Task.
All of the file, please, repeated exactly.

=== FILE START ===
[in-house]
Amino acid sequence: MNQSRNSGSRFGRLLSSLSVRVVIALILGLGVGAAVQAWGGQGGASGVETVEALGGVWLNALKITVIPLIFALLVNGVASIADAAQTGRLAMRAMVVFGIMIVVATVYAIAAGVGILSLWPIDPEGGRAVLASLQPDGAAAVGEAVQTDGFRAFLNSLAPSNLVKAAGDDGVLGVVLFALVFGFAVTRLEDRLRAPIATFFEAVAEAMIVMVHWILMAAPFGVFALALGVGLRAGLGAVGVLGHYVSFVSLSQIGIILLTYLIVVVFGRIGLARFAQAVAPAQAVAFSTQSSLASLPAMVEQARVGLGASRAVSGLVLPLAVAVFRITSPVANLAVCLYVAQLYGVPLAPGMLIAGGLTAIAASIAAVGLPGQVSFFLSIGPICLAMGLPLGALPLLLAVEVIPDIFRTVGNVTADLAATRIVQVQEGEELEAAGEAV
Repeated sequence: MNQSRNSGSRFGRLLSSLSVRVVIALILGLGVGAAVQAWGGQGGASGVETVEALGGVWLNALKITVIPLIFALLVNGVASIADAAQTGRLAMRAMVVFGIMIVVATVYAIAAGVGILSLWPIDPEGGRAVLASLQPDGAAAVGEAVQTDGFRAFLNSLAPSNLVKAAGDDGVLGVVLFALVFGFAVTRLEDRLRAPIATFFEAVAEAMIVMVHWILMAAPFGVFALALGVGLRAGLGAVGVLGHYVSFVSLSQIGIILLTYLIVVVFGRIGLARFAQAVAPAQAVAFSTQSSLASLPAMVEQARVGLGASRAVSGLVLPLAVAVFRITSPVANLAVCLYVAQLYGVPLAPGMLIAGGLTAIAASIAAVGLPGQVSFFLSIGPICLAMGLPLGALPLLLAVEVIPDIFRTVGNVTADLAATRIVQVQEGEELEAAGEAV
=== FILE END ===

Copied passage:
[in-house]
Amino acid sequence: MNQSRNSGSRFGRLLSSLSVRVVIALILGLGVGAAVQAWGGQGGASGVETVEALGGVWLNALKITVIPLIFALLVNGVASIADAAQTGRLAMRAMVVFGIMIVVATVYAIAAGVGILSLWPIDPEGGRAVLASLQPDGAAAVGEAVQTDGFRAFLNSLAPSNLVKAAGDDGVLGVVLFALVFGFAVTRLEDRLRAPIATFFEAVAEAMIVMVHWILMAAPFGVFALALGVGLRAGLGAVGVLGHYVSFVSLSQIGIILLTYLIVVVFGRIGLARFAQAVAPAQAVAFSTQSSLASLPAMVEQARVGLGASRAVSGLVLPLAVAVFRITSPVANLAVCLYVAQLYGVPLAPGMLIAGGLTAIAASIAAVGLPGQVSFFLSIGPICLAMGLPLGALPLLLAVEVIPDIFRTVGNVTADLAATRIVQVQEGEELEAAGEAV
Repeated sequence: MNQSRNSGSRFGRLLSSLSVRVVIALILGLGVGAAVQAWGGQGGASGVETVEALGGVWLNALKITVIPLIFALLVNGVASIADAAQTGRLAMRAMVVFGIMIVVATVYAIAAGVGILSLWPIDPEGGRAVLASLQPDGAAAVGEAVQTDGFRAFLNSLAPSNLVKAAGDDGVLGVVLFALVFGFAVTRLEDRLRAPIATFFEAVAEAMIVMVHWILMAAPFGVFALALGVGLRAGLGAVGVLGHYVSFVSLSQIGIILLTYLIVVVFGRIGLARFAQAVAPAQAVAFSTQSSLASLPAMVEQARVGLGASRAVSGLVLPLAVAVFRITSPVANLAVCLYVAQLYGVPLAPGMLIAGGLTAIAASIAAVGLPGQVSFFLSIGPICLAMGLPLGALPLLLAVEVIPDIFRTVGNVTADLAATRIVQVQEGEELEAAGEAV